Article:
"Islam was a component of the public identity of the chiefs of the Ottoman emirate from the start" (pp. 9-10). One of the Sultan's titles for example was gaza, "meaning `war for the faith,' or `war against infidels,' or 'holy war'" (Finkel elaborates: "gaza may be considered almost a synonym for jihad," p. 10). At the time however, the term did not "have a confrontational, anti-Christian connotation" (p. 10). Its confrontational, anti-Christian meaning is a later development. The establishment of the Ottoman Empire figuratively, and more importantly literally, included alliances and marriages with Byzantine Christians as a practical means to dominate the Christian West. The demise of Serbian Kosovo for instance is indicative of the battles of the late 20th century. The Serbs lament the loss of their Christian dominion as they suffered defeat at the hands of the Muslim conqueror. For both Christians and Muslims of the region then, the Balkans are variously seen as their territory, either legitimately theirs historically, or conquered in a battle of blood (Cf. Halberstam, War in a Time of Peace).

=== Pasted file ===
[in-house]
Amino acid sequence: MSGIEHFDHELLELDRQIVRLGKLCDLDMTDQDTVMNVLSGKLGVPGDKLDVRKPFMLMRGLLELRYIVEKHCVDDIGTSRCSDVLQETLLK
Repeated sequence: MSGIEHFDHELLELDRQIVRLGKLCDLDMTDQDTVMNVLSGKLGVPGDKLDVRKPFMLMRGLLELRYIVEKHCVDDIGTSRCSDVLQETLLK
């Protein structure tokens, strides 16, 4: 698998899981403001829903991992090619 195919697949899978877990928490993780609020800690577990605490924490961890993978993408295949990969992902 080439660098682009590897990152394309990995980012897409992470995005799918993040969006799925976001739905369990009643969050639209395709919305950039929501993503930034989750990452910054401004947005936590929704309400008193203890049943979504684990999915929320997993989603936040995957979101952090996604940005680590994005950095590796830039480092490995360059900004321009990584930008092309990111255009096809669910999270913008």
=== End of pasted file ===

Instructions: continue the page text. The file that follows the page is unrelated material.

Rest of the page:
Ahmed Resmi Efendi, senior statesman, openly admired Frederick the Great since he sought "glory and fame" (p. 373) and avoided "religion and creed" (p. 373). He appreciated the Prussian military might and his thought is characterized with an "implied criticism of recent Ottoman sultans [which] is palatable" (p. 373).